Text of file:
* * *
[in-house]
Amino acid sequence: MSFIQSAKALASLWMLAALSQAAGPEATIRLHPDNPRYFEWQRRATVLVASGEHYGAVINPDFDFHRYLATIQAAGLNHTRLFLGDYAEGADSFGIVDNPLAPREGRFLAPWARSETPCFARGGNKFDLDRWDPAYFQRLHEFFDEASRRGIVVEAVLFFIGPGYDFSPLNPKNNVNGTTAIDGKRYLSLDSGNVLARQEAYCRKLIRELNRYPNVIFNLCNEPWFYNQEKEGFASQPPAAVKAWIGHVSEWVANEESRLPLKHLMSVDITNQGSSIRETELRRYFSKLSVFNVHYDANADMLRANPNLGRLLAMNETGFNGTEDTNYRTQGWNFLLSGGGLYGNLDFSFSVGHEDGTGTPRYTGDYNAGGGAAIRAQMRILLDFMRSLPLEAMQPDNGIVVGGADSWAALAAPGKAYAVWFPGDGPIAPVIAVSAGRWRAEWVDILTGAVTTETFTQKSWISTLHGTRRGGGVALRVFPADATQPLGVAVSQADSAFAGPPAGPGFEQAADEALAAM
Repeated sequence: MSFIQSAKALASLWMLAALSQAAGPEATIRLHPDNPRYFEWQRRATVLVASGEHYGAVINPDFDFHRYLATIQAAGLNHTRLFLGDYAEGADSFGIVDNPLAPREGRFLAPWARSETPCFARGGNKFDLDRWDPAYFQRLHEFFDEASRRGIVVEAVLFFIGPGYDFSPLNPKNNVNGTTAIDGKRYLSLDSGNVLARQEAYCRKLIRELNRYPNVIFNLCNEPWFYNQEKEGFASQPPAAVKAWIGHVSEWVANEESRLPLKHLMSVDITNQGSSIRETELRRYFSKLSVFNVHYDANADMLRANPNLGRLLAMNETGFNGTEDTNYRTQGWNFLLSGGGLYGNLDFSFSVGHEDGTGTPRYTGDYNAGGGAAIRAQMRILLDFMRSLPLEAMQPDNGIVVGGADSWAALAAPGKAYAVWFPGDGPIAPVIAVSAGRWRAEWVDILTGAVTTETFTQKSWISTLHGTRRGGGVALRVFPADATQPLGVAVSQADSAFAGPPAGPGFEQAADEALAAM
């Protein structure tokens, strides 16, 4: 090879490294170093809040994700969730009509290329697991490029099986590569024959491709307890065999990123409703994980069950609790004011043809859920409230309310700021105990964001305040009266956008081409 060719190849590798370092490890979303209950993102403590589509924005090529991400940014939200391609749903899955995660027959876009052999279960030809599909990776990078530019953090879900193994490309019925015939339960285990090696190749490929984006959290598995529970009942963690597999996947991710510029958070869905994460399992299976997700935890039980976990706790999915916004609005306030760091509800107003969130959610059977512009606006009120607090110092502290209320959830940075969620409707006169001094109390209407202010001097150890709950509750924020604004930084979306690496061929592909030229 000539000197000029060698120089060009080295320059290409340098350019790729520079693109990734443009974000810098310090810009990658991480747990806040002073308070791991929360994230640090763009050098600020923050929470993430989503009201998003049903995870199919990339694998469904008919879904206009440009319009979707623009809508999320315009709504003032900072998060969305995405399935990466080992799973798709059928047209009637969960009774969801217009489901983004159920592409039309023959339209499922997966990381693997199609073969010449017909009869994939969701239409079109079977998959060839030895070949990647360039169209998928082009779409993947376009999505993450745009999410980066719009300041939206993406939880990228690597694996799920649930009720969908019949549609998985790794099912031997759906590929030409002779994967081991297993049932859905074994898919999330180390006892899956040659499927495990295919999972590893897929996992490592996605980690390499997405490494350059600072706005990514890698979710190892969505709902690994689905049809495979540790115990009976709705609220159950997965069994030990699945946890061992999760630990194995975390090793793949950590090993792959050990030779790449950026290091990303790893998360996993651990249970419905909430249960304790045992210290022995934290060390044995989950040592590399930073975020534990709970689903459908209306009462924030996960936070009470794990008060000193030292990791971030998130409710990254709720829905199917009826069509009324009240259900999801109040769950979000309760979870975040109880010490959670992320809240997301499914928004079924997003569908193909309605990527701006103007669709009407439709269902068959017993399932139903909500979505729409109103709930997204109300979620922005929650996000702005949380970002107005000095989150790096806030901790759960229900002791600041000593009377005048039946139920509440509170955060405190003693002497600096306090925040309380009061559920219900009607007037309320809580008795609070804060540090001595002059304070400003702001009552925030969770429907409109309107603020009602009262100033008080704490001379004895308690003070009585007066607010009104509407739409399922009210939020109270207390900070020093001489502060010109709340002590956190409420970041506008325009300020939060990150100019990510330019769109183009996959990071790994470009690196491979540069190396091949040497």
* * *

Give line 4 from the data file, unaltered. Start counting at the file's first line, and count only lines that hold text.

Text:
């Protein structure tokens, strides 16, 4: 090879490294170093809040994700969730009509290329697991490029099986590569024959491709307890065999990123409703994980069950609790004011043809859920409230309310700021105990964001305040009266956008081409 060719190849590798370092490890979303209950993102403590589509924005090529991400940014939200391609749903899955995660027959876009052999279960030809599909990776990078530019953090879900193994490309019925015939339960285990090696190749490929984006959290598995529970009942963690597999996947991710510029958070869905994460399992299976997700935890039980976990706790999915916004609005306030760091509800107003969130959610059977512009606006009120607090110092502290209320959830940075969620409707006169001094109390209407202010001097150890709950509750924020604004930084979306690496061929592909030229 000539000197000029060698120089060009080295320059290409340098350019790729520079693109990734443009974000810098310090810009990658991480747990806040002073308070791991929360994230640090763009050098600020923050929470993430989503009201998003049903995870199919990339694998469904008919879904206009440009319009979707623009809508999320315009709504003032900072998060969305995405399935990466080992799973798709059928047209009637969960009774969801217009489901983004159920592409039309023959339209499922997966990381693997199609073969010449017909009869994939969701239409079109079977998959060839030895070949990647360039169209998928082009779409993947376009999505993450745009999410980066719009300041939206993406939880990228690597694996799920649930009720969908019949549609998985790794099912031997759906590929030409002779994967081991297993049932859905074994898919999330180390006892899956040659499927495990295919999972590893897929996992490592996605980690390499997405490494350059600072706005990514890698979710190892969505709902690994689905049809495979540790115990009976709705609220159950997965069994030990699945946890061992999760630990194995975390090793793949950590090993792959050990030779790449950026290091990303790893998360996993651990249970419905909430249960304790045992210290022995934290060390044995989950040592590399930073975020534990709970689903459908209306009462924030996960936070009470794990008060000193030292990791971030998130409710990254709720829905199917009826069509009324009240259900999801109040769950979000309760979870975040109880010490959670992320809240997301499914928004079924997003569908193909309605990527701006103007669709009407439709269902068959017993399932139903909500979505729409109103709930997204109300979620922005929650996000702005949380970002107005000095989150790096806030901790759960229900002791600041000593009377005048039946139920509440509170955060405190003693002497600096306090925040309380009061559920219900009607007037309320809580008795609070804060540090001595002059304070400003702001009552925030969770429907409109309107603020009602009262100033008080704490001379004895308690003070009585007066607010009104509407739409399922009210939020109270207390900070020093001489502060010109709340002590956190409420970041506008325009300020939060990150100019990510330019769109183009996959990071790994470009690196491979540069190396091949040497």